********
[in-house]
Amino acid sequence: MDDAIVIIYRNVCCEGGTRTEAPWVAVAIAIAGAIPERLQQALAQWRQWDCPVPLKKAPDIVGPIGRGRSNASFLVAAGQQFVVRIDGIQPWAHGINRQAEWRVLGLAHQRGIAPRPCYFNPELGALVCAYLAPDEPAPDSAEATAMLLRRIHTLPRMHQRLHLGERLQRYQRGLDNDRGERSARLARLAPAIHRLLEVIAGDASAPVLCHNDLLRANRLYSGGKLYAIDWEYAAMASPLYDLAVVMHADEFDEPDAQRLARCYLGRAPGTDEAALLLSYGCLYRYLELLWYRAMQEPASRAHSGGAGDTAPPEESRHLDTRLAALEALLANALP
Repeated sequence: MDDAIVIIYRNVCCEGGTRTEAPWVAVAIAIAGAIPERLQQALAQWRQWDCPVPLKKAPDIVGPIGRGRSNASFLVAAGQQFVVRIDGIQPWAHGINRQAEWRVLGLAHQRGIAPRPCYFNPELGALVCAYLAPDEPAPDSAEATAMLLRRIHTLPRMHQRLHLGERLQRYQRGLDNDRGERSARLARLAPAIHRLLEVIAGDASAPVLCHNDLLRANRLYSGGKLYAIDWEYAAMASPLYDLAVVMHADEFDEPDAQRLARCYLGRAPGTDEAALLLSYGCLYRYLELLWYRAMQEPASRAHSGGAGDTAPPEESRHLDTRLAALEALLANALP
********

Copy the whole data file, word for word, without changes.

[in-house]
Amino acid sequence: MDDAIVIIYRNVCCEGGTRTEAPWVAVAIAIAGAIPERLQQALAQWRQWDCPVPLKKAPDIVGPIGRGRSNASFLVAAGQQFVVRIDGIQPWAHGINRQAEWRVLGLAHQRGIAPRPCYFNPELGALVCAYLAPDEPAPDSAEATAMLLRRIHTLPRMHQRLHLGERLQRYQRGLDNDRGERSARLARLAPAIHRLLEVIAGDASAPVLCHNDLLRANRLYSGGKLYAIDWEYAAMASPLYDLAVVMHADEFDEPDAQRLARCYLGRAPGTDEAALLLSYGCLYRYLELLWYRAMQEPASRAHSGGAGDTAPPEESRHLDTRLAALEALLANALP
Repeated sequence: MDDAIVIIYRNVCCEGGTRTEAPWVAVAIAIAGAIPERLQQALAQWRQWDCPVPLKKAPDIVGPIGRGRSNASFLVAAGQQFVVRIDGIQPWAHGINRQAEWRVLGLAHQRGIAPRPCYFNPELGALVCAYLAPDEPAPDSAEATAMLLRRIHTLPRMHQRLHLGERLQRYQRGLDNDRGERSARLARLAPAIHRLLEVIAGDASAPVLCHNDLLRANRLYSGGKLYAIDWEYAAMASPLYDLAVVMHADEFDEPDAQRLARCYLGRAPGTDEAALLLSYGCLYRYLELLWYRAMQEPASRAHSGGAGDTAPPEESRHLDTRLAALEALLANALP